When the United Kingdom voted to leave the European Union last month, the seaside town of Port Talbot in Wales eagerly went along with the move. Brexit was approved by some 57 percent of the town's residents.

Now some of them are wondering if they made the wrong decision.

The June 23 Brexit vote has raised questions about the fate of the troubled Port Talbot Works, Britain's largest surviving steel plant — a huge, steam-belching facility that has long been the town's biggest employer.

Solar Impulse 2 has landed in Cairo, completing the penultimate leg of its attempt to circumnavigate the globe using only the power of the sun.

The trip over the Mediterranean included a breathtaking flyover of the Pyramids. Check it out:

President Obama is challenging Americans to have an honest and open-hearted conversation about race and law enforcement. But even as he sits down at the White House with police and civil rights activists, Obama is mindful of the limits of that approach.

"I've seen how inadequate words can be in bringing about lasting change," the president said Tuesday at a memorial service for five law officers killed last week in Dallas. "I've seen how inadequate my own words have been."

Mice watching Orson Welles movies may help scientists explain human consciousness.

At least that's one premise of the Allen Brain Observatory, which launched Wednesday and lets anyone with an Internet connection study a mouse brain as it responds to visual information.

The FBI says it is giving up on the D.B. Cooper investigation, 45 years after the mysterious hijacker parachuted into the night with $200,000 in a briefcase, becoming an instant folk figure.

"Following one of the longest and most exhaustive investigations in our history," the FBI's Ayn Dietrich-Williams said in a statement, "the FBI redirected resources allocated to the D.B. Cooper case in order to focus on other investigative priorities."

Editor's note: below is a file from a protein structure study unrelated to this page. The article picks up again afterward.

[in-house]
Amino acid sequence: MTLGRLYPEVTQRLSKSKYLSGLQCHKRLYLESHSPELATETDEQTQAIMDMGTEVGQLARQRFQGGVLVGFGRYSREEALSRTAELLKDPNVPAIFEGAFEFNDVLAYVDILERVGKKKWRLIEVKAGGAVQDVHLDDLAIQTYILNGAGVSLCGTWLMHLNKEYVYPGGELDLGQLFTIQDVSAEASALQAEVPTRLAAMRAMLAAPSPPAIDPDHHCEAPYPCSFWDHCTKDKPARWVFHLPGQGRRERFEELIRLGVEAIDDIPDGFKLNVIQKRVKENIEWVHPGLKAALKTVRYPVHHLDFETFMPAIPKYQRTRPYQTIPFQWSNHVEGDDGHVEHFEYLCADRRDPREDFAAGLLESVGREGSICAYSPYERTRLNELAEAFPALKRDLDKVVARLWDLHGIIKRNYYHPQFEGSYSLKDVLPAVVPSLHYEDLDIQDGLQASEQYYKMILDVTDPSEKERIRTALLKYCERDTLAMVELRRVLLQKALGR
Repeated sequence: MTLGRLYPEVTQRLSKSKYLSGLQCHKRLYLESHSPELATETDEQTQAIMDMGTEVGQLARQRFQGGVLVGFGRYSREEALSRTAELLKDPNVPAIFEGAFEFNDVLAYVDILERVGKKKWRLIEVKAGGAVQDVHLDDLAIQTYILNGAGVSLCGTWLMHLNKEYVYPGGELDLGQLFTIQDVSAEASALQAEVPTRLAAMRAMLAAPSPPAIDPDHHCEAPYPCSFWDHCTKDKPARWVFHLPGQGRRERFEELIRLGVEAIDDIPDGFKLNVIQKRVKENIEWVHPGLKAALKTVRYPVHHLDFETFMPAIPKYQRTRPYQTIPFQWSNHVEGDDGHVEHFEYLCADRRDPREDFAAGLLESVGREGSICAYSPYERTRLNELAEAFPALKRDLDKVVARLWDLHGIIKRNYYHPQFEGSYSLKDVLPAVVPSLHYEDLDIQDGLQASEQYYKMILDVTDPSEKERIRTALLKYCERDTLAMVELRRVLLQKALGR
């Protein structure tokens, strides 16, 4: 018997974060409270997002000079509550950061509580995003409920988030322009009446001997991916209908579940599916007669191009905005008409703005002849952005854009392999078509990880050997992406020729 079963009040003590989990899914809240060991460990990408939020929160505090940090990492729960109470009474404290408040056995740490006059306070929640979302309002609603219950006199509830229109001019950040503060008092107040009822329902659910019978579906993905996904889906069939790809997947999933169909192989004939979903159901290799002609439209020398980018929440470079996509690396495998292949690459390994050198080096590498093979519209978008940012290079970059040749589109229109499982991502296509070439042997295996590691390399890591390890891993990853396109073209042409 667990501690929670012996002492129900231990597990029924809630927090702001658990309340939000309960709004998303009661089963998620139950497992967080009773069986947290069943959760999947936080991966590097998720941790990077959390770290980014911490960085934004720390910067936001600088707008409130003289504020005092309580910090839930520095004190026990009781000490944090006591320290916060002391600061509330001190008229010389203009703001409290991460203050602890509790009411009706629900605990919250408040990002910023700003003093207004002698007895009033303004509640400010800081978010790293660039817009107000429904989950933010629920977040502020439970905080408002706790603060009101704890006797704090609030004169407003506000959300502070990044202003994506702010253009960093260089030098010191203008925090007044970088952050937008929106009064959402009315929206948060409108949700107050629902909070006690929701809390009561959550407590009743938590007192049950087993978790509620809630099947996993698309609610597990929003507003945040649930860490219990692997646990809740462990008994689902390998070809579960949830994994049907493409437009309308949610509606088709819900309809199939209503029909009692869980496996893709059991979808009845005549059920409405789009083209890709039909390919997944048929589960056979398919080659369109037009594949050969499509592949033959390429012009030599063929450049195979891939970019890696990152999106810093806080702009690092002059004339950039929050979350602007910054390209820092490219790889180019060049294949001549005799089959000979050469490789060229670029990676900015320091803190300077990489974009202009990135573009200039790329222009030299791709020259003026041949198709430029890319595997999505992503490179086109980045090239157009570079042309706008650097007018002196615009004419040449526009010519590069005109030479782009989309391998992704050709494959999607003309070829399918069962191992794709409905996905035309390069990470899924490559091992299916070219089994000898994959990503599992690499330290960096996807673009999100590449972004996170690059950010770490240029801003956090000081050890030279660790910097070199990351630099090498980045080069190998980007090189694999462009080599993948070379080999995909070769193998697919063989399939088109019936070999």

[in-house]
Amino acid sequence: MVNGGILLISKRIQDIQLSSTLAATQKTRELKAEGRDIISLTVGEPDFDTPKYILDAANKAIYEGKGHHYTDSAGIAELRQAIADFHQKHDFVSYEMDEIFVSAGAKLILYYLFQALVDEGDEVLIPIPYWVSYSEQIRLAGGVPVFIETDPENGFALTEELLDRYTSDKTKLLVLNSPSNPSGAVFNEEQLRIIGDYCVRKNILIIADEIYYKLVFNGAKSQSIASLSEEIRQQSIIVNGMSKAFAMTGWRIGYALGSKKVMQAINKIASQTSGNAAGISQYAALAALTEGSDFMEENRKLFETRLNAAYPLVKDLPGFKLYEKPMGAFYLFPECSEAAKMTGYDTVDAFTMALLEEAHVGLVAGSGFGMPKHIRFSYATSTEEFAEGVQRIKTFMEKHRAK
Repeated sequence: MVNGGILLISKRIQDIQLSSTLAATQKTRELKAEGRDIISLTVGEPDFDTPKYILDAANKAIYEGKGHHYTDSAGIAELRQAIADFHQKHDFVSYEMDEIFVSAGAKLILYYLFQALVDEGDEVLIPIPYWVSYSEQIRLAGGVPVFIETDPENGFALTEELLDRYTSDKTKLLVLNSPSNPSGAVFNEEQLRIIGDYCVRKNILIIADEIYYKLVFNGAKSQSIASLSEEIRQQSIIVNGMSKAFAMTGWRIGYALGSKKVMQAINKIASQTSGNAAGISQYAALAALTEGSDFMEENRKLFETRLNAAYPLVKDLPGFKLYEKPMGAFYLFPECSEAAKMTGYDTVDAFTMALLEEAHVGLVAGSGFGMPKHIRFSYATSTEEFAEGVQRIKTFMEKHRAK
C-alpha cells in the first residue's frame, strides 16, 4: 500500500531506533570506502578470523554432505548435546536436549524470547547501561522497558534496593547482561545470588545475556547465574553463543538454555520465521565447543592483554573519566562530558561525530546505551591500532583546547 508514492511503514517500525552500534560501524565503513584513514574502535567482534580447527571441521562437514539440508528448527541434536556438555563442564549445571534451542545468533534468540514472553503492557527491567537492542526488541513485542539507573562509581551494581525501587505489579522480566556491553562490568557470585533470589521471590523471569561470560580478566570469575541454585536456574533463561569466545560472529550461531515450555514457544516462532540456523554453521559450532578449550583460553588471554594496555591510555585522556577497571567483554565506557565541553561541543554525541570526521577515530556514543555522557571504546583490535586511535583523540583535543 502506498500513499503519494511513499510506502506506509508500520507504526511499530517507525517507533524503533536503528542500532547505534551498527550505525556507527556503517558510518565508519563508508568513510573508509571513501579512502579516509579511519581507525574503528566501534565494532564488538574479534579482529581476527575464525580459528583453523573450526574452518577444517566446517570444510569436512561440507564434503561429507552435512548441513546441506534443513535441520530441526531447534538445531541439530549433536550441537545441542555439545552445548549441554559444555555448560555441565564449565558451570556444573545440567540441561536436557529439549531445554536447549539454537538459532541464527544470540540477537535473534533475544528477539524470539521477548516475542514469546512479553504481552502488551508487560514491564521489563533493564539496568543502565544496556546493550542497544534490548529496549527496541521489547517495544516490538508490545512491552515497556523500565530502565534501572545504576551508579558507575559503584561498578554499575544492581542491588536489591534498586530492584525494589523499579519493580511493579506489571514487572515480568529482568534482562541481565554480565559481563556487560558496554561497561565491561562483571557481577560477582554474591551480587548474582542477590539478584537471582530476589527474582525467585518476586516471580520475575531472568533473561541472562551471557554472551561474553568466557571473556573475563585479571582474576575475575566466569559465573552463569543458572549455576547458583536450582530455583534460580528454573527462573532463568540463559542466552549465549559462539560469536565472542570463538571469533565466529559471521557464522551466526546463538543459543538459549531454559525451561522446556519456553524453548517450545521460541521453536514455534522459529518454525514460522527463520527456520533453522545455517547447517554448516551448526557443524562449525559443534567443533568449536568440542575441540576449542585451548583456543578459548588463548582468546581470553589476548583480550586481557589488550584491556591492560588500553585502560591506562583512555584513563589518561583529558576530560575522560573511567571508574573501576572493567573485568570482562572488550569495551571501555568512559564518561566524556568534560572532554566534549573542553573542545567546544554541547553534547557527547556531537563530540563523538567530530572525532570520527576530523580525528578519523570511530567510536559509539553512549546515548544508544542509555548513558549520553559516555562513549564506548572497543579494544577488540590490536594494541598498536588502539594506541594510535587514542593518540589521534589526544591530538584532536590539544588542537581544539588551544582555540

This is the first in a series of essays concerning our collective future. The goal is to bring forth some of the main issues humanity faces today, as we move forward to uncertain times. In an effort to be as thorough as possible, we will consider two kinds of threats: those due to natural disasters and those that are man-made. The idea is to expose some of the dangers and possible mechanisms that have been proposed to deal with these issues. My intention is not to offer a detailed analysis for each threat — but to invite reflection and, hopefully, action.

Alabama authorities say a home burglary suspect has died after police used a stun gun on the man.  Birmingham police say he resisted officers who found him in a house wrapped in what looked like material from the air conditioner duct work.  The Lewisburg Road homeowner called police Tuesday about glass breaking and someone yelling and growling in his basement.  Police reportedly entered the dwelling and used a stun gun several times on a white suspect before handcuffing him.  Investigators say the man was "extremely irritated" throughout and didn't obey verbal commands.

It can be hard to distinguish among the men wearing grey suits and regulation haircuts on Pennsylvania Avenue in Washington. But David Margolis always brought a splash of color.

It wasn't his lovably disheveled wardrobe, or his Elvis ring, but something else: the force of his flamboyant personality. Margolis, a graduate of Harvard Law School, didn't want to fit in with the crowd. He wanted to stand out.

Montgomery Education Foundation's Brain Forest Summer Learning Academy was spotlighted Wednesday at Carver High School.  The academic-enrichment program is for rising 4th, 5th, and 6th graders in the Montgomery Public School system.  Community Program Director Dillion Nettles, says the program aims to prevent learning loss during summer months.  To find out how your child can participate in next summer's program visit Montgomery-ed.org